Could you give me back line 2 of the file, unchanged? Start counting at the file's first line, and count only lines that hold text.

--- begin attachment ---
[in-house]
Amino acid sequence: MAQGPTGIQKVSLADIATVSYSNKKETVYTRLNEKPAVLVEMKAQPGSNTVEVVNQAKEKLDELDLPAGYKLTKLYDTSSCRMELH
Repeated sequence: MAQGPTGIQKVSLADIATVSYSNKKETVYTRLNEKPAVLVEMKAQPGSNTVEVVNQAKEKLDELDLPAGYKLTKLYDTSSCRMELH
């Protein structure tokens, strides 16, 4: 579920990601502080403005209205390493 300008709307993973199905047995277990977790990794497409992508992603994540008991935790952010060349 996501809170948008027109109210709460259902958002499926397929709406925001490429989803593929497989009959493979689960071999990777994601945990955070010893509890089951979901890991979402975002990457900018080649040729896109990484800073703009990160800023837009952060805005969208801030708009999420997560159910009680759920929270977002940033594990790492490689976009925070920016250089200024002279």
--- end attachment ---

Amino acid sequence: MAQGPTGIQKVSLADIATVSYSNKKETVYTRLNEKPAVLVEMKAQPGSNTVEVVNQAKEKLDELDLPAGYKLTKLYDTSSCRMELH